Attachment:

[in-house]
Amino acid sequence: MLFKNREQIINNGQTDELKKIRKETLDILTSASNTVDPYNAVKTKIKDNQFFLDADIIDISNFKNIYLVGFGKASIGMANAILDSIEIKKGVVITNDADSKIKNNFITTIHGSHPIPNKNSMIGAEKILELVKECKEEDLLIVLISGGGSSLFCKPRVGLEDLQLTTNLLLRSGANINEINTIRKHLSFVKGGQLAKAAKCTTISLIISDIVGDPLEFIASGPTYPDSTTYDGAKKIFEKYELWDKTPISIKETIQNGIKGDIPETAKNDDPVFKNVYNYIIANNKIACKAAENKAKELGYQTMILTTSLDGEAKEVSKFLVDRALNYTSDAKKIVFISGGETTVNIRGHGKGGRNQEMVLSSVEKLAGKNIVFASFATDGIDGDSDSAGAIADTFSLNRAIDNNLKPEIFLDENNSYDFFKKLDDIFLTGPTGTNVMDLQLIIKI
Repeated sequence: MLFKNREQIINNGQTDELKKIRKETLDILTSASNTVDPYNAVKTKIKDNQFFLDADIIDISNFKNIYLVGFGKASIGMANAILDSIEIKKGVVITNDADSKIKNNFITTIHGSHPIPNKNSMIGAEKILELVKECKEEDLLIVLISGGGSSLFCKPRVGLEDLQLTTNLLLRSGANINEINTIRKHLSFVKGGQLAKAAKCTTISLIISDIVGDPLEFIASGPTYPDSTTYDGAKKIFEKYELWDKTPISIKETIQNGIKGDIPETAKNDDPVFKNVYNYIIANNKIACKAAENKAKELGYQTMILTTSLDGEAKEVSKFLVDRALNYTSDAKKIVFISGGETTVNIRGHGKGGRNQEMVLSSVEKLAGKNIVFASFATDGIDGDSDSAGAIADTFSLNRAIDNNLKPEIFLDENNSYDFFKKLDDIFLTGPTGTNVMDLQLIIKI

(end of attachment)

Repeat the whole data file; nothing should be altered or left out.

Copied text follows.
[in-house]
Amino acid sequence: MLFKNREQIINNGQTDELKKIRKETLDILTSASNTVDPYNAVKTKIKDNQFFLDADIIDISNFKNIYLVGFGKASIGMANAILDSIEIKKGVVITNDADSKIKNNFITTIHGSHPIPNKNSMIGAEKILELVKECKEEDLLIVLISGGGSSLFCKPRVGLEDLQLTTNLLLRSGANINEINTIRKHLSFVKGGQLAKAAKCTTISLIISDIVGDPLEFIASGPTYPDSTTYDGAKKIFEKYELWDKTPISIKETIQNGIKGDIPETAKNDDPVFKNVYNYIIANNKIACKAAENKAKELGYQTMILTTSLDGEAKEVSKFLVDRALNYTSDAKKIVFISGGETTVNIRGHGKGGRNQEMVLSSVEKLAGKNIVFASFATDGIDGDSDSAGAIADTFSLNRAIDNNLKPEIFLDENNSYDFFKKLDDIFLTGPTGTNVMDLQLIIKI
Repeated sequence: MLFKNREQIINNGQTDELKKIRKETLDILTSASNTVDPYNAVKTKIKDNQFFLDADIIDISNFKNIYLVGFGKASIGMANAILDSIEIKKGVVITNDADSKIKNNFITTIHGSHPIPNKNSMIGAEKILELVKECKEEDLLIVLISGGGSSLFCKPRVGLEDLQLTTNLLLRSGANINEINTIRKHLSFVKGGQLAKAAKCTTISLIISDIVGDPLEFIASGPTYPDSTTYDGAKKIFEKYELWDKTPISIKETIQNGIKGDIPETAKNDDPVFKNVYNYIIANNKIACKAAENKAKELGYQTMILTTSLDGEAKEVSKFLVDRALNYTSDAKKIVFISGGETTVNIRGHGKGGRNQEMVLSSVEKLAGKNIVFASFATDGIDGDSDSAGAIADTFSLNRAIDNNLKPEIFLDENNSYDFFKKLDDIFLTGPTGTNVMDLQLIIKI